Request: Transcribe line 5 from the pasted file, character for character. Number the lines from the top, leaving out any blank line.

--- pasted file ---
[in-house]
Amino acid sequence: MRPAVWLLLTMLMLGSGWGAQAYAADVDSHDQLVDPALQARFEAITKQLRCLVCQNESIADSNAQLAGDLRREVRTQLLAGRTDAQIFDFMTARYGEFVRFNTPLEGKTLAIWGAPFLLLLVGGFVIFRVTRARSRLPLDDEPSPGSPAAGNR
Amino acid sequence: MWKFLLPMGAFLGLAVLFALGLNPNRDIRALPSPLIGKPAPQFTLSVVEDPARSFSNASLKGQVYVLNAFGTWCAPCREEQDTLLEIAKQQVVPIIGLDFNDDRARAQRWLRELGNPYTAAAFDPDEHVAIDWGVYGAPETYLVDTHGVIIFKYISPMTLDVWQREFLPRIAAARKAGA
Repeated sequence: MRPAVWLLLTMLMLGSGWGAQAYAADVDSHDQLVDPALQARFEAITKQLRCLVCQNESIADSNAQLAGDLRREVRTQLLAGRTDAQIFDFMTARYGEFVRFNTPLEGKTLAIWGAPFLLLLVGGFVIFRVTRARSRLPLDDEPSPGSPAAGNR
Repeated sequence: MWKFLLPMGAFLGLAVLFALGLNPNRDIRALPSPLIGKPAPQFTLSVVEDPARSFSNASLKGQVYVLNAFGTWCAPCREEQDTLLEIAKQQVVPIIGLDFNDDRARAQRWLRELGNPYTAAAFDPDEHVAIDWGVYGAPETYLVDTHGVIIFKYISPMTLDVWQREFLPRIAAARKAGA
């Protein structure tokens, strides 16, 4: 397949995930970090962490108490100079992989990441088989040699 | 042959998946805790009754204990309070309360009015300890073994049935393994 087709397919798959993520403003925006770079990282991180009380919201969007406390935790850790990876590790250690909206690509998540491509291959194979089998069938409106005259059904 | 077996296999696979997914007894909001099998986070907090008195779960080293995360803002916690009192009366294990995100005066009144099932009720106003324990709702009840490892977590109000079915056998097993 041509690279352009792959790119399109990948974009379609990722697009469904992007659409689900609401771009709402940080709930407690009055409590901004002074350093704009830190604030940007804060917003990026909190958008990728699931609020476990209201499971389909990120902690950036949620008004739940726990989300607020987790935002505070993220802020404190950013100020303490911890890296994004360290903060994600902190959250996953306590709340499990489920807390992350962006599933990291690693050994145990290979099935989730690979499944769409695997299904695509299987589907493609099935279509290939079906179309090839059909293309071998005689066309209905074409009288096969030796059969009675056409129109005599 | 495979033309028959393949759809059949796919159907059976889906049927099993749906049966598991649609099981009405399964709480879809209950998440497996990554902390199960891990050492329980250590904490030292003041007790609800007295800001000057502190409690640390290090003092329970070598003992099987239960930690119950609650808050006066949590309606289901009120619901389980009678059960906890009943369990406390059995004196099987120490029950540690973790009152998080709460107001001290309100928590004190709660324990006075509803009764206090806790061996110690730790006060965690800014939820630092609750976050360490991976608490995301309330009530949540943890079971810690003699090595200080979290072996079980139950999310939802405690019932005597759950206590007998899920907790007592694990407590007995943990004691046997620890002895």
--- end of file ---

Repeated sequence: MWKFLLPMGAFLGLAVLFALGLNPNRDIRALPSPLIGKPAPQFTLSVVEDPARSFSNASLKGQVYVLNAFGTWCAPCREEQDTLLEIAKQQVVPIIGLDFNDDRARAQRWLRELGNPYTAAAFDPDEHVAIDWGVYGAPETYLVDTHGVIIFKYISPMTLDVWQREFLPRIAAARKAGA